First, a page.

Conscious Eating Made Easy

Conscious Eating Made Easy

Conscious Eating

Many books have been written about eating with mindfulness, also called conscious eating or intuitive eating. Dr. Michelle May, author of Eat What Your Love, Love What You Eat, discusses eating with intention and attention: Eat when you’re hungry, eat what your body needs, stay focused on the food, eliminate distractions (like reading or watching TV) while eating, and pay attention to body cues of hunger and satiety. [from Stop Eating Your Heart Out, pp. 179-80).

Dr. May’s current article, “A Simplified, Actionable Nutrition Message,” epitomizes conscious eating made easy. It appeared in last week’s Huffington Post and she has given me permission to share it with you: 


A Simplified, Actionable Nutrition Message

Channel surf the national news in the morning and you're just as likely to hear someone telling you what you should or shouldn't eat as you are to hear a politician talking about what they think should be done about the latest world crisis. And like politics, nutrition messages vary by who is doing the talking. As a result, people often feel overwhelmed and confused by all the conflicting (and sometimes arbitrary) messages about what they are supposed to eat.

The key to a sustainable healthy diet is to balance eating for enjoyment with eating for nourishment. But how do you drown out all the confusing noise and figure out what to eat in your day-to-day life?

These three simple questions will help you make food choices that are satisfying and balanced: “What do I want to eat?” “What do I need to eat?” and “What do I have to eat?”

What Do I Want to Eat?

The first question, “What do I want to eat?” may come as a surprise. But what happens when you try to avoid food you really want?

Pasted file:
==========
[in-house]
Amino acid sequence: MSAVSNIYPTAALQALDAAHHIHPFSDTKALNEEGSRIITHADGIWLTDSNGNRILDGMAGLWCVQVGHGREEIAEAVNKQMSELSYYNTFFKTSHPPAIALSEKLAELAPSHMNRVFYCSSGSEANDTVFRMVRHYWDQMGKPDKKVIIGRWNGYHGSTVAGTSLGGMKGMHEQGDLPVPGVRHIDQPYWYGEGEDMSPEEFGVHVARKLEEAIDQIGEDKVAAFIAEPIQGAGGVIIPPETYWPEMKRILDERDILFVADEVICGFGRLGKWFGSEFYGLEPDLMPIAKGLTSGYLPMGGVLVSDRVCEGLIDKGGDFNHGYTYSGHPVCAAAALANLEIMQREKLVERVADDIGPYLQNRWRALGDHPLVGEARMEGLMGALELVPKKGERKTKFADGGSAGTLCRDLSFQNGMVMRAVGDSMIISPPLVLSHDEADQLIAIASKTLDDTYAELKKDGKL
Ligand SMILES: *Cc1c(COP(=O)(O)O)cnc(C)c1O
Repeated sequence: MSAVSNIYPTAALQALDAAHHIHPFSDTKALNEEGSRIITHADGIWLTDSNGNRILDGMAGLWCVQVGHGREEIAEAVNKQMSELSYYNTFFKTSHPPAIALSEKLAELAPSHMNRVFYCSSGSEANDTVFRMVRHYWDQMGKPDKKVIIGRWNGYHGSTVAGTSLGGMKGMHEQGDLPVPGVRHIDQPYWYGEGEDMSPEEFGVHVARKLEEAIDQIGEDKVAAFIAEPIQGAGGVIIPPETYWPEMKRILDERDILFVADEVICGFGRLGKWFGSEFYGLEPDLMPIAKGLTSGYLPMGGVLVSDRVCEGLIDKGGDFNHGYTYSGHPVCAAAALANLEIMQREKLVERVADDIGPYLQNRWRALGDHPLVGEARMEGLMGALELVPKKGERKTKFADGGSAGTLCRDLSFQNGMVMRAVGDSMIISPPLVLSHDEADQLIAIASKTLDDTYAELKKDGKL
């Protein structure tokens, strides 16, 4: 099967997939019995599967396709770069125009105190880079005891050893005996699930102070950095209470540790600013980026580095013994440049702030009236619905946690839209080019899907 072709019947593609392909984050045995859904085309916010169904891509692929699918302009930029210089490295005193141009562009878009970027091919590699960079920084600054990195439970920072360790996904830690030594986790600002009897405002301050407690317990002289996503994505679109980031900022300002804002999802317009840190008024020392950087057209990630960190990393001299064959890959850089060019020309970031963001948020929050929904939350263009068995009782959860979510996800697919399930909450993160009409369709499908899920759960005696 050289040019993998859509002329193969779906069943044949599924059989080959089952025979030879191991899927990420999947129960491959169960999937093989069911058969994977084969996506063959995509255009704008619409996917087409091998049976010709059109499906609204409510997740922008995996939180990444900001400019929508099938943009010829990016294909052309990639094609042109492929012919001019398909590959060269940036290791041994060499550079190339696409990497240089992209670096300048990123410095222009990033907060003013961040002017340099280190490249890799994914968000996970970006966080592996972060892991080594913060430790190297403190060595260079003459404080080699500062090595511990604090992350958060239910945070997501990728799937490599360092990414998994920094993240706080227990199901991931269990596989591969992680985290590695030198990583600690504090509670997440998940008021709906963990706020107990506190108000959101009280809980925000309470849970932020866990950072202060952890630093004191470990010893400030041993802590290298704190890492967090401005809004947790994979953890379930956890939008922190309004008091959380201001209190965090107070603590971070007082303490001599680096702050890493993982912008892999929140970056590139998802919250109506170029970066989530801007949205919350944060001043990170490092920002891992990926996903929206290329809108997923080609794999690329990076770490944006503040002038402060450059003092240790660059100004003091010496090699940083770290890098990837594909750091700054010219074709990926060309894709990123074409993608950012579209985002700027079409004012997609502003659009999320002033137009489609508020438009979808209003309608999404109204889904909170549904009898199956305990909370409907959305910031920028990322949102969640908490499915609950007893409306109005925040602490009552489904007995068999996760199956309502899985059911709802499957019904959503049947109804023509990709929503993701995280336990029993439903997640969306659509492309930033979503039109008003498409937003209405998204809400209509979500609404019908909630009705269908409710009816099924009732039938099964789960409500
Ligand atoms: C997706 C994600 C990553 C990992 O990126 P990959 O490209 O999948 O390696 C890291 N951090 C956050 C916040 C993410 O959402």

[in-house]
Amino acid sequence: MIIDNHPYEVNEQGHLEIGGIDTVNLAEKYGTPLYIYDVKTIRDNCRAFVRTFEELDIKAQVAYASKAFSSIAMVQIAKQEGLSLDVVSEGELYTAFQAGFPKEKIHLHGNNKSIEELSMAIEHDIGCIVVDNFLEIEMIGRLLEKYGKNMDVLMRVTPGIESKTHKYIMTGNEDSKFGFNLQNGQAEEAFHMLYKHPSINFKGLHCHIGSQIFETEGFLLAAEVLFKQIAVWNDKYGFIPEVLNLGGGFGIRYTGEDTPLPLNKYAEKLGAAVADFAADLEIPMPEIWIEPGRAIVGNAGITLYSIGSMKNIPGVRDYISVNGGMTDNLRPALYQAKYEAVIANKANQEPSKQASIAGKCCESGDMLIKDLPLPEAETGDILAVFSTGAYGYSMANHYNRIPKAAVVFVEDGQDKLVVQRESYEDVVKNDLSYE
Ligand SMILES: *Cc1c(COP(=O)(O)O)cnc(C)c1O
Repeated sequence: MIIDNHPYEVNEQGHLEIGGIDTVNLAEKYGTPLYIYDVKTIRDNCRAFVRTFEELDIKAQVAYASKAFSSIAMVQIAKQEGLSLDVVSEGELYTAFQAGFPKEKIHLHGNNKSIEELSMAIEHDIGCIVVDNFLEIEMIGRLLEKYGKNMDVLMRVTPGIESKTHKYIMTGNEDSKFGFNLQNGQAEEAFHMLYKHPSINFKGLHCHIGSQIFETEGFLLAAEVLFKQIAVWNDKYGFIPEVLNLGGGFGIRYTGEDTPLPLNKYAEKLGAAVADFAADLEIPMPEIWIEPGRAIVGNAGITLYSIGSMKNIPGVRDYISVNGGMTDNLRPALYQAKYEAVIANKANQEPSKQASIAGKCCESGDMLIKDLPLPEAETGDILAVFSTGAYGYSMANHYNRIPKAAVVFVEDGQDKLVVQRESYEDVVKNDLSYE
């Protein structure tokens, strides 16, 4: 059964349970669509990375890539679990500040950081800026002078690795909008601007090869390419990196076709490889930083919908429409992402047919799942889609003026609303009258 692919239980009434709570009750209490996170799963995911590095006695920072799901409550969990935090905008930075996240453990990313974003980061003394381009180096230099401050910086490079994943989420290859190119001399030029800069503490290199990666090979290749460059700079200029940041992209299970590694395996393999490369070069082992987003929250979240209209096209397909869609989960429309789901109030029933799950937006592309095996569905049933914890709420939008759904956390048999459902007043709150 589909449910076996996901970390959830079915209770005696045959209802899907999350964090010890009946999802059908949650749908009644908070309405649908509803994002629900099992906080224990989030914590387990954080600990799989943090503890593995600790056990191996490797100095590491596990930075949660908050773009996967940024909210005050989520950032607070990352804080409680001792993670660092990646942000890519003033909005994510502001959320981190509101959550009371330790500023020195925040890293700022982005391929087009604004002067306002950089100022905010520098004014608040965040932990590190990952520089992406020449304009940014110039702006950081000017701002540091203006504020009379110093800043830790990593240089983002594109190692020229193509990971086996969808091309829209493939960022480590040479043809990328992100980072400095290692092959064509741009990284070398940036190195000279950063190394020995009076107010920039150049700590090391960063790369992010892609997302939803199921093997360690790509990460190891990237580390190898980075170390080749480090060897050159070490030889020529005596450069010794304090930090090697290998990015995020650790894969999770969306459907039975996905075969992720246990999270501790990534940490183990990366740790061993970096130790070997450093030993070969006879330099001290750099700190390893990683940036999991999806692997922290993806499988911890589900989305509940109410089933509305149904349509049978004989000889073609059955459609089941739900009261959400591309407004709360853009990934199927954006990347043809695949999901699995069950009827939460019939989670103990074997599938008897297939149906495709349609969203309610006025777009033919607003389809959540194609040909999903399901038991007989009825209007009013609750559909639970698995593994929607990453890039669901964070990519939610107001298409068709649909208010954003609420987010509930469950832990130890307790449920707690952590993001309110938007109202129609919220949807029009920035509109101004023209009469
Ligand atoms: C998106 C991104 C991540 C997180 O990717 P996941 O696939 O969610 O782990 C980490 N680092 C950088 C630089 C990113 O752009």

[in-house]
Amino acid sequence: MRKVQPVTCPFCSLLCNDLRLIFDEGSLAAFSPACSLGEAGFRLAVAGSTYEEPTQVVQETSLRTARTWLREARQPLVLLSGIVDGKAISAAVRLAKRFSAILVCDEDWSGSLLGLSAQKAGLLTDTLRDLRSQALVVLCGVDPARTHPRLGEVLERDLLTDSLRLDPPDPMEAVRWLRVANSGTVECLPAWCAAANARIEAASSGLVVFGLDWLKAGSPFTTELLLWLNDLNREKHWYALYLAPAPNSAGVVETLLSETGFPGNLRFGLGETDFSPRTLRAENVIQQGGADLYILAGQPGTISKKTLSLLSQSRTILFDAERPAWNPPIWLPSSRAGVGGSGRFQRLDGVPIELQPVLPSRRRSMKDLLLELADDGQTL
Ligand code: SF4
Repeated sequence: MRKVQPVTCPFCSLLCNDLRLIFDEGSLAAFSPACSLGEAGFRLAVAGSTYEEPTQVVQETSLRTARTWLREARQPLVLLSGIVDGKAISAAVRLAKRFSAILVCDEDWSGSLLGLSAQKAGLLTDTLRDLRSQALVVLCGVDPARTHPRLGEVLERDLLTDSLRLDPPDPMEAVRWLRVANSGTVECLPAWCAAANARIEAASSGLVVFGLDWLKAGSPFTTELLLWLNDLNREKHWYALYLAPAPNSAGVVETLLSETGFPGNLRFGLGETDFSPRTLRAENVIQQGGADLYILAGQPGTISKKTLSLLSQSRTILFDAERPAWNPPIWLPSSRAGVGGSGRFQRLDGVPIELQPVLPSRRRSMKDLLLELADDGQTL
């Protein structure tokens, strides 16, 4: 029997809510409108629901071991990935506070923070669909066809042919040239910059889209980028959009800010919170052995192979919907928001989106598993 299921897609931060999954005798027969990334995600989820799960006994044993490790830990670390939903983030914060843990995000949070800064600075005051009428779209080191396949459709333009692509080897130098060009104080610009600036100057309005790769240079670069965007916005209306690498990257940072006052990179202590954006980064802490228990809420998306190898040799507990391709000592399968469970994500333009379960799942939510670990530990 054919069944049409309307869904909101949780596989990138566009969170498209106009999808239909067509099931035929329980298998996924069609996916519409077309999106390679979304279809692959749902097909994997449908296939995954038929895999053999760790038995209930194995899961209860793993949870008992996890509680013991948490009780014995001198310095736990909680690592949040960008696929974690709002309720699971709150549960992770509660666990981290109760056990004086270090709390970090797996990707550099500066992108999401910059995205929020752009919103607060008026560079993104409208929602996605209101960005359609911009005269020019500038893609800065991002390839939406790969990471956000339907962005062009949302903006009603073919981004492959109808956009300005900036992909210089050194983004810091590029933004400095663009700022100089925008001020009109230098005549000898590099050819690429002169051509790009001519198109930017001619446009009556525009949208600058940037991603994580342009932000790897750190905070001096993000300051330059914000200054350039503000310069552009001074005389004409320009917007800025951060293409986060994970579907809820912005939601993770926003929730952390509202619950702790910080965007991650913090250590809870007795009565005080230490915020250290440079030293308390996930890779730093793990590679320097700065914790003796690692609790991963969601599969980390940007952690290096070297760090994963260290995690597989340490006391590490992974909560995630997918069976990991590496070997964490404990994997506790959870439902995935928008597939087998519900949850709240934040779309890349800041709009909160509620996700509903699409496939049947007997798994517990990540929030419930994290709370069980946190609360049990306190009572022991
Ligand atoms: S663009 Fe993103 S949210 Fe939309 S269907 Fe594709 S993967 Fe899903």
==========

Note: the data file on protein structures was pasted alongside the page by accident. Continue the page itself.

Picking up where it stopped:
I once tweeted, “How many rice cakes does it take to satisfy a craving for chocolate?” My favorite reply was “7…and a Snickers bar!”

Thinking about what you really want to eat without judging yourself will keep you from feeling deprived and out of control when you choose to eat certain foods. You might be worried that if you ask yourself what you're really hungry for, you'll always choose foods you “shouldn't.” First of all, I don't believe that there are any foods that you “shouldn't” eat. Second, depriving yourself only makes cravings grow stronger. Once you let go of the guilt about eating certain foods, they lose their power over you. If you don't give foods power, you don't need willpower anymore!

As you learn to trust your body wisdom you'll soon discover that you want to eat a variety of foods to feel healthy and satisfied.

What Do I Need to Eat?

The next question to ask yourself is “What do I need to eat?” While food decisions aren't “good” or “bad,” clearly some foods offer more nutritional benefits than others. As you consider what food to choose, ask yourself, “What does my body need?” Keep in mind the principles of variety, balance and moderation when deciding. Consider nutrition information, your personal health issues, family history, what else you will be eating/doing that day, and how your body responds to certain foods.